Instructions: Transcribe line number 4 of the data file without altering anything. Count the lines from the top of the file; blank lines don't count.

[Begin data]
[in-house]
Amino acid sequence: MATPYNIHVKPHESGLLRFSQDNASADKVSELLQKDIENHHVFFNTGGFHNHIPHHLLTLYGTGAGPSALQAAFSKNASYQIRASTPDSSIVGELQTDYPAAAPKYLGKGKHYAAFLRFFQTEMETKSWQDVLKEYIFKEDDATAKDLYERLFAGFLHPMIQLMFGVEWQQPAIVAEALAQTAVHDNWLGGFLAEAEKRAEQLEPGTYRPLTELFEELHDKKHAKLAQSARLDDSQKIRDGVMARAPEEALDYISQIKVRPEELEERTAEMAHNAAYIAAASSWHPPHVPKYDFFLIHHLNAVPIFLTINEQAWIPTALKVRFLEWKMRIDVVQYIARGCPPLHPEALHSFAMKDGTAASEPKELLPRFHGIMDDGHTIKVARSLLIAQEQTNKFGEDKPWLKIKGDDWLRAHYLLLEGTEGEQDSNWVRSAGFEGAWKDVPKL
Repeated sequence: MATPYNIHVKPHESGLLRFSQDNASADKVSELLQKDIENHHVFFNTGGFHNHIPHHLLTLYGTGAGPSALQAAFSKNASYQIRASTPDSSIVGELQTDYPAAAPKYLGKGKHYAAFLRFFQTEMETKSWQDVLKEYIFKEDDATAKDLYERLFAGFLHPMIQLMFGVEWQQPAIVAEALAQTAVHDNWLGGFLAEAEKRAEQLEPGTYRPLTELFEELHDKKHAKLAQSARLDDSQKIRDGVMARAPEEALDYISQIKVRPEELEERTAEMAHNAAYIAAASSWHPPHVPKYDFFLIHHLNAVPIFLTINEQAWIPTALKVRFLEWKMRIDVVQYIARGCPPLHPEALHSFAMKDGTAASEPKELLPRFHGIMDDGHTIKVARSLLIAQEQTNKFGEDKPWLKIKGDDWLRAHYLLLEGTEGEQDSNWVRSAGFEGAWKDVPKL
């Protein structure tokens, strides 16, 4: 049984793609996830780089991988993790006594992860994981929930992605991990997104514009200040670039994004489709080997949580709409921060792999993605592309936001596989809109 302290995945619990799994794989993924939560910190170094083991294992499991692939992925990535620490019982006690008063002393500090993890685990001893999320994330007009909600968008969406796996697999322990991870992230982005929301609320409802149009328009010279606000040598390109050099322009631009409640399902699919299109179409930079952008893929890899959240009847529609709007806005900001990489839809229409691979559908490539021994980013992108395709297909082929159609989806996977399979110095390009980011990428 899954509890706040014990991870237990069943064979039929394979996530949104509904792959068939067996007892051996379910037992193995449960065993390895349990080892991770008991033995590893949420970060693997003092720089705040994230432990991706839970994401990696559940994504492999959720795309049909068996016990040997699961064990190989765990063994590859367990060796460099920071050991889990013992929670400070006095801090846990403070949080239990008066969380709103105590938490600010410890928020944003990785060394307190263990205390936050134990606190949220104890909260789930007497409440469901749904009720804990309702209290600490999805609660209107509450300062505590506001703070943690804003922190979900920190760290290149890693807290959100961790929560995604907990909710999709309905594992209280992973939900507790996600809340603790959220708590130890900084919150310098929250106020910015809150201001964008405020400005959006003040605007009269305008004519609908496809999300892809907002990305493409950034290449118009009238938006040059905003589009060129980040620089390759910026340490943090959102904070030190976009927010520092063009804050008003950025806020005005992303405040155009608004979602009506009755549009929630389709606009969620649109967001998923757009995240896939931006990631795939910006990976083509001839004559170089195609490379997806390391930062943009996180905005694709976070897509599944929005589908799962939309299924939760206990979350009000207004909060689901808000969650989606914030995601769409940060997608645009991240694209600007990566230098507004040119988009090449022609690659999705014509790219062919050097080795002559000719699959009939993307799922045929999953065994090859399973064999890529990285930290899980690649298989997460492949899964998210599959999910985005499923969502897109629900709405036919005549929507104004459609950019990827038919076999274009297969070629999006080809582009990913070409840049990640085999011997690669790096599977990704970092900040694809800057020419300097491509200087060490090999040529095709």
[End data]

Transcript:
């Protein structure tokens, strides 16, 4: 049984793609996830780089991988993790006594992860994981929930992605991990997104514009200040670039994004489709080997949580709409921060792999993605592309936001596989809109 302290995945619990799994794989993924939560910190170094083991294992499991692939992925990535620490019982006690008063002393500090993890685990001893999320994330007009909600968008969406796996697999322990991870992230982005929301609320409802149009328009010279606000040598390109050099322009631009409640399902699919299109179409930079952008893929890899959240009847529609709007806005900001990489839809229409691979559908490539021994980013992108395709297909082929159609989806996977399979110095390009980011990428 899954509890706040014990991870237990069943064979039929394979996530949104509904792959068939067996007892051996379910037992193995449960065993390895349990080892991770008991033995590893949420970060693997003092720089705040994230432990991706839970994401990696559940994504492999959720795309049909068996016990040997699961064990190989765990063994590859367990060796460099920071050991889990013992929670400070006095801090846990403070949080239990008066969380709103105590938490600010410890928020944003990785060394307190263990205390936050134990606190949220104890909260789930007497409440469901749904009720804990309702209290600490999805609660209107509450300062505590506001703070943690804003922190979900920190760290290149890693807290959100961790929560995604907990909710999709309905594992209280992973939900507790996600809340603790959220708590130890900084919150310098929250106020910015809150201001964008405020400005959006003040605007009269305008004519609908496809999300892809907002990305493409950034290449118009009238938006040059905003589009060129980040620089390759910026340490943090959102904070030190976009927010520092063009804050008003950025806020005005992303405040155009608004979602009506009755549009929630389709606009969620649109967001998923757009995240896939931006990631795939910006990976083509001839004559170089195609490379997806390391930062943009996180905005694709976070897509599944929005589908799962939309299924939760206990979350009000207004909060689901808000969650989606914030995601769409940060997608645009991240694209600007990566230098507004040119988009090449022609690659999705014509790219062919050097080795002559000719699959009939993307799922045929999953065994090859399973064999890529990285930290899980690649298989997460492949899964998210599959999910985005499923969502897109629900709405036919005549929507104004459609950019990827038919076999274009297969070629999006080809582009990913070409840049990640085999011997690669790096599977990704970092900040694809800057020419300097491509200087060490090999040529095709």